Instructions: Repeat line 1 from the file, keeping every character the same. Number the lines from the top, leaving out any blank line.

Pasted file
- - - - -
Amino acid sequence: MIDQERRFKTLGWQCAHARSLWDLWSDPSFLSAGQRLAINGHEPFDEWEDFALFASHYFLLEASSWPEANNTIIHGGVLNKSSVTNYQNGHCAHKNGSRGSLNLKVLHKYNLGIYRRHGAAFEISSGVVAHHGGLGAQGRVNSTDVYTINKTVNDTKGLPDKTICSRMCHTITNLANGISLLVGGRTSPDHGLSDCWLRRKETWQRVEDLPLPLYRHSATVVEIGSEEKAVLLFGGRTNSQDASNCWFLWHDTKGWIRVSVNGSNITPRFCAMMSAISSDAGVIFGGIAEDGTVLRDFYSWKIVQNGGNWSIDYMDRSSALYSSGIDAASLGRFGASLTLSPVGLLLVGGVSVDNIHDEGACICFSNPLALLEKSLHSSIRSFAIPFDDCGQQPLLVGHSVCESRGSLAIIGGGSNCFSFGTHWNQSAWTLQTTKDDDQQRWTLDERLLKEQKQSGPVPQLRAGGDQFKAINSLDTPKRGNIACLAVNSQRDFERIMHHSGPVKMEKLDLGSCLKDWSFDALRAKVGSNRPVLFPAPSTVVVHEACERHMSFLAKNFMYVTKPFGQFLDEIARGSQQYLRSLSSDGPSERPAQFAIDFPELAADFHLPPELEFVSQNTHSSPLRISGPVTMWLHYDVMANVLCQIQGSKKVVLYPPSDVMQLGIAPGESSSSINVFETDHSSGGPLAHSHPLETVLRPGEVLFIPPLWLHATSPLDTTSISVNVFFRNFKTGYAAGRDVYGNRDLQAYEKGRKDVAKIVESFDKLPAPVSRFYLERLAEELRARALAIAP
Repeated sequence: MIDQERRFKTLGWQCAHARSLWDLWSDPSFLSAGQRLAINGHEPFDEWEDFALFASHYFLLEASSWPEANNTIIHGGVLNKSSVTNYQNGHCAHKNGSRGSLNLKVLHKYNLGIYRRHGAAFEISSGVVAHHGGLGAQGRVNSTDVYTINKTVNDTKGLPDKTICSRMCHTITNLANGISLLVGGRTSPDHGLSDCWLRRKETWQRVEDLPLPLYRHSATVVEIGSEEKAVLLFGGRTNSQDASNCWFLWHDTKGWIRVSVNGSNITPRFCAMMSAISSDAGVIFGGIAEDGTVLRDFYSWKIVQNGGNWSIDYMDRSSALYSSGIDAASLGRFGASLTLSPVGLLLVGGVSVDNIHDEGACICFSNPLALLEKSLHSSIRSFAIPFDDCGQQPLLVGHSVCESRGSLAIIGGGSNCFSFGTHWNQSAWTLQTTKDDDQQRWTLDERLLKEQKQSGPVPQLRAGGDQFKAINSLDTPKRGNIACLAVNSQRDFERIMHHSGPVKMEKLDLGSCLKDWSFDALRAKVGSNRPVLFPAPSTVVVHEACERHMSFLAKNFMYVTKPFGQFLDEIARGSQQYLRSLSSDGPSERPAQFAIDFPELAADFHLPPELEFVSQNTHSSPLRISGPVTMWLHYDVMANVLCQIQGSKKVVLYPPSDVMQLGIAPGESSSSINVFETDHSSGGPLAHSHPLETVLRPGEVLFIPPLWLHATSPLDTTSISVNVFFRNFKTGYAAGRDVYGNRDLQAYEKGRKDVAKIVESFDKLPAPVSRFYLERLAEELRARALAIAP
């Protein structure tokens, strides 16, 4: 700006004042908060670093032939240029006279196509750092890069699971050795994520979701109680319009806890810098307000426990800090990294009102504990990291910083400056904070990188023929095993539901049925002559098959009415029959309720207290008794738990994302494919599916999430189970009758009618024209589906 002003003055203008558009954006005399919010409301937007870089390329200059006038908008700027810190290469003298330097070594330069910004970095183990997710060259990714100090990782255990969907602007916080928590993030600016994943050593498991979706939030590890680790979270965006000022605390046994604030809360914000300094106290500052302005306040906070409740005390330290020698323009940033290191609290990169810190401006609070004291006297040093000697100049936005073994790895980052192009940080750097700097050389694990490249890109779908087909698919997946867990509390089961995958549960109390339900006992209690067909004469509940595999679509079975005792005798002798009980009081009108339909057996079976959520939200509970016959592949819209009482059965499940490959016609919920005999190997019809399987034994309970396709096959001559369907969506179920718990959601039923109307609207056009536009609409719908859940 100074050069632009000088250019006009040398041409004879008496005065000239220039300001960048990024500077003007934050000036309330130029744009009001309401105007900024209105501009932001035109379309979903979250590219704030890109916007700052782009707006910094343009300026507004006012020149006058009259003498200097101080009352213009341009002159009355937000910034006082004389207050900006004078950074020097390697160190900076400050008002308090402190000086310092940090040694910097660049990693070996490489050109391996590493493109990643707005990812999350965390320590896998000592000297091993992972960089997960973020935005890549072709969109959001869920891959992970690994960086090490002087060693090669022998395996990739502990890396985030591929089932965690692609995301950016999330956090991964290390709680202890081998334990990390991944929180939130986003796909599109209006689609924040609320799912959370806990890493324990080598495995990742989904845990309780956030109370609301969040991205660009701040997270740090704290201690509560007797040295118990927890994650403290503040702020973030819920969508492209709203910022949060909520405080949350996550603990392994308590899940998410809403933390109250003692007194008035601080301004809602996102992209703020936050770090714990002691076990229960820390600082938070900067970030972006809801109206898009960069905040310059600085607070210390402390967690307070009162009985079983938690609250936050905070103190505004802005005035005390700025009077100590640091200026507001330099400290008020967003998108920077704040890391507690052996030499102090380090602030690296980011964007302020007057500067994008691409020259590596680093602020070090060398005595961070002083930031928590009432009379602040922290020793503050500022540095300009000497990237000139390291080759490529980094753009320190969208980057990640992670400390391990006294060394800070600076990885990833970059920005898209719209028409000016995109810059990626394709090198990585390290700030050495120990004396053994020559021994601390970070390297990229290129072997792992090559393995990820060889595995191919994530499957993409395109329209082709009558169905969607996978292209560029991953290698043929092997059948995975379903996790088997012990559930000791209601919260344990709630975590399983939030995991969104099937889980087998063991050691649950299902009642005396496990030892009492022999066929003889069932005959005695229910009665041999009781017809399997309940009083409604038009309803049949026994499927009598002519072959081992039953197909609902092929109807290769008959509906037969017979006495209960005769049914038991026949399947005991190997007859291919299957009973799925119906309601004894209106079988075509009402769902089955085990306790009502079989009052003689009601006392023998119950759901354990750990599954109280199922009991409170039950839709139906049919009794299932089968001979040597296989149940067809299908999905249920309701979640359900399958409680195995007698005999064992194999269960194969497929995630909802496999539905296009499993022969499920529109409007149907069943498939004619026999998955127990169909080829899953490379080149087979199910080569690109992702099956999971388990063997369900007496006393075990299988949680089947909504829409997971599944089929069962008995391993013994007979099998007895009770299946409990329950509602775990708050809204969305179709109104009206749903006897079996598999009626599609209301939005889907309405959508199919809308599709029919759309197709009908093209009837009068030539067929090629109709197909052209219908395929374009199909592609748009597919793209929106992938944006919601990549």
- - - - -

Amino acid sequence: MIDQERRFKTLGWQCAHARSLWDLWSDPSFLSAGQRLAINGHEPFDEWEDFALFASHYFLLEASSWPEANNTIIHGGVLNKSSVTNYQNGHCAHKNGSRGSLNLKVLHKYNLGIYRRHGAAFEISSGVVAHHGGLGAQGRVNSTDVYTINKTVNDTKGLPDKTICSRMCHTITNLANGISLLVGGRTSPDHGLSDCWLRRKETWQRVEDLPLPLYRHSATVVEIGSEEKAVLLFGGRTNSQDASNCWFLWHDTKGWIRVSVNGSNITPRFCAMMSAISSDAGVIFGGIAEDGTVLRDFYSWKIVQNGGNWSIDYMDRSSALYSSGIDAASLGRFGASLTLSPVGLLLVGGVSVDNIHDEGACICFSNPLALLEKSLHSSIRSFAIPFDDCGQQPLLVGHSVCESRGSLAIIGGGSNCFSFGTHWNQSAWTLQTTKDDDQQRWTLDERLLKEQKQSGPVPQLRAGGDQFKAINSLDTPKRGNIACLAVNSQRDFERIMHHSGPVKMEKLDLGSCLKDWSFDALRAKVGSNRPVLFPAPSTVVVHEACERHMSFLAKNFMYVTKPFGQFLDEIARGSQQYLRSLSSDGPSERPAQFAIDFPELAADFHLPPELEFVSQNTHSSPLRISGPVTMWLHYDVMANVLCQIQGSKKVVLYPPSDVMQLGIAPGESSSSINVFETDHSSGGPLAHSHPLETVLRPGEVLFIPPLWLHATSPLDTTSISVNVFFRNFKTGYAAGRDVYGNRDLQAYEKGRKDVAKIVESFDKLPAPVSRFYLERLAEELRARALAIAP